Other than world No. 1, he’s achieved everything he ever wanted probably at this point, so I think he’s had a wonderful career. He’s improved a lot as a player, as well. Physically he’s in great shape. That’s, I think, something that’s always in your control as a player. He’s made the most out of that, which I think is very impressive. Juniors can look up to him for that.

And then, you know, from being a retriever like Monfils is or was, he’s really been able to also be an offensive player. I think we saw again in the match today how he just stands in on the second serve against somebody of Isner’s caliber. There is nobody who serves bigger second serves than he does, and he is able to stand in and not move back.

In the olden days he would have gone back and played from back there and tried to find a way from there. I think he’s really made a lot of positive changes in his game, and I think that’s why.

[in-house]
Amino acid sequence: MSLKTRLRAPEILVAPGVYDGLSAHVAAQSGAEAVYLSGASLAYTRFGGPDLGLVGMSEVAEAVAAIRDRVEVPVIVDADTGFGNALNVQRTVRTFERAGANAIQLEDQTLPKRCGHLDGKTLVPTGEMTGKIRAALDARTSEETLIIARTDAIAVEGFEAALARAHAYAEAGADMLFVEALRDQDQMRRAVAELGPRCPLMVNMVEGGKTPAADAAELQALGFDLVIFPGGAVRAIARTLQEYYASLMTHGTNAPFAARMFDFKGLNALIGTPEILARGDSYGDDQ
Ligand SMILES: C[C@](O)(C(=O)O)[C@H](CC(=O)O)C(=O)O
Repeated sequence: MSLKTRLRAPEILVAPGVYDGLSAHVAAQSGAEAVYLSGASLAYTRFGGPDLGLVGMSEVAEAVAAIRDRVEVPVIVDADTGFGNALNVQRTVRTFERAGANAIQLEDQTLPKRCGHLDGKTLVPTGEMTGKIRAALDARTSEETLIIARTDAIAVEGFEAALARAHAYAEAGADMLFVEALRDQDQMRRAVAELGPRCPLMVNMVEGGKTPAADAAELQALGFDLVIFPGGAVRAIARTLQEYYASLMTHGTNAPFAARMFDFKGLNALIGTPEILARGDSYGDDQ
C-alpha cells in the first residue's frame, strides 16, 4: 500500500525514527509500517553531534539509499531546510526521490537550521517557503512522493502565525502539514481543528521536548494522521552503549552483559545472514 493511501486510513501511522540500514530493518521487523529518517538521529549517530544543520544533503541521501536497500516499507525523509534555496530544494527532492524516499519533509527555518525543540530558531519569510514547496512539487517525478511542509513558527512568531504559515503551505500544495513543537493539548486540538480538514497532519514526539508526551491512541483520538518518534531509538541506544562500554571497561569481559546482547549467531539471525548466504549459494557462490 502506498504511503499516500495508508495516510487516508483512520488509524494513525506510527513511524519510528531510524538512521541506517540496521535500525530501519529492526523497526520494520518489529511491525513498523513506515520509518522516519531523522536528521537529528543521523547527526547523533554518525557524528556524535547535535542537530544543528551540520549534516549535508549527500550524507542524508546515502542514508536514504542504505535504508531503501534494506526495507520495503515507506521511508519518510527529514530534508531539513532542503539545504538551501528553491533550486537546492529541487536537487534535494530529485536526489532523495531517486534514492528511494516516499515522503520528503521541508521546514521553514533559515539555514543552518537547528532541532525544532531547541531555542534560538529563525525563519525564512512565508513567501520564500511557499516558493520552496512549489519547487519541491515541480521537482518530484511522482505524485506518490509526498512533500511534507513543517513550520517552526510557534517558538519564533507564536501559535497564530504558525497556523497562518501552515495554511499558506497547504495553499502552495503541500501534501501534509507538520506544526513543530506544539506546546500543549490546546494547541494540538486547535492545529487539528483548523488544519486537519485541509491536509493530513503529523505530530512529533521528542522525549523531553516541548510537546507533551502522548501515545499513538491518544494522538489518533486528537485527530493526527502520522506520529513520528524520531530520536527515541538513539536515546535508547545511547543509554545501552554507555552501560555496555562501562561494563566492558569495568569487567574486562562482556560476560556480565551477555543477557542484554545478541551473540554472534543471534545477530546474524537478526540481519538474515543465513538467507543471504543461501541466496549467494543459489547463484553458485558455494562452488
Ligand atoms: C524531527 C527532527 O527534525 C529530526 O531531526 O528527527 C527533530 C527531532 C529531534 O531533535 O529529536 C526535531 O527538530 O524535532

Then he also was able to move up the rankings and win all these Masters 1000s and Grand Slams.

Q. This will be your first time playing him since he started working with Amélie Mauresmo. I don’t know how much you have seen of him in the past month, if you’ve seen differences in his game. She sort of had much more variety compared to like maybe what…

ROGER FEDERER: Really? I didn’t see him play enough, I must say. I wish I could tell you I did. I saw some of it at Wimbledon, but he was crushing everybody until all of a sudden he lost to Dimitrov.

I thought he was going to beat Dimitrov at Wimbledon, so there you go. I don’t know much about tennis, as well (laughter).

And then last week, yeah, I didn’t see the match at all when he played Tsonga. Here, yeah, like three points in the breaker in the third today, o there you have it.

Really, I haven’t seen him play much. From that standpoint I’m probably going to go further back in my mind. Probably Australia, you know, and think of that match, how I played against him, because I actually played really well against him there.